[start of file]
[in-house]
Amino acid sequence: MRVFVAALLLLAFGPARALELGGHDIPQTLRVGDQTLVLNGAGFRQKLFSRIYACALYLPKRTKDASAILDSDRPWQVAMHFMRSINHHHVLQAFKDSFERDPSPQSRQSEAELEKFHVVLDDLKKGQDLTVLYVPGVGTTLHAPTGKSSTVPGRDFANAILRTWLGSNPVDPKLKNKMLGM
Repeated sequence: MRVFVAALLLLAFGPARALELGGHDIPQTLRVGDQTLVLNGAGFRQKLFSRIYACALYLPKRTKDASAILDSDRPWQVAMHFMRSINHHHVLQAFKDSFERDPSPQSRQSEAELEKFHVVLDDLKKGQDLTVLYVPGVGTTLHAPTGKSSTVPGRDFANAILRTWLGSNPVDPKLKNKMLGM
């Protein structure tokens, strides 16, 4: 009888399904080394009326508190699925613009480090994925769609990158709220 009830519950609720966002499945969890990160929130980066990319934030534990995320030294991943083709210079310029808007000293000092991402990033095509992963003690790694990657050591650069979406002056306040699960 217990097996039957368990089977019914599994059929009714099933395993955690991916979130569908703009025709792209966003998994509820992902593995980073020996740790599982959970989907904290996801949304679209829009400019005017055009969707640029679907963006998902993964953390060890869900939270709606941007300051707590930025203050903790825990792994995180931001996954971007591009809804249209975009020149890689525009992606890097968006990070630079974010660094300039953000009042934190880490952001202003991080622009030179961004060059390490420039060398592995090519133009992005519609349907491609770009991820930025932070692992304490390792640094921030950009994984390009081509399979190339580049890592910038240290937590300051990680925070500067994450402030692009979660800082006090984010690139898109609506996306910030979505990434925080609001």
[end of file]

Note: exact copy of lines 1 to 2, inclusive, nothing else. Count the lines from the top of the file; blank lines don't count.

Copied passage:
[in-house]
Amino acid sequence: MRVFVAALLLLAFGPARALELGGHDIPQTLRVGDQTLVLNGAGFRQKLFSRIYACALYLPKRTKDASAILDSDRPWQVAMHFMRSINHHHVLQAFKDSFERDPSPQSRQSEAELEKFHVVLDDLKKGQDLTVLYVPGVGTTLHAPTGKSSTVPGRDFANAILRTWLGSNPVDPKLKNKMLGM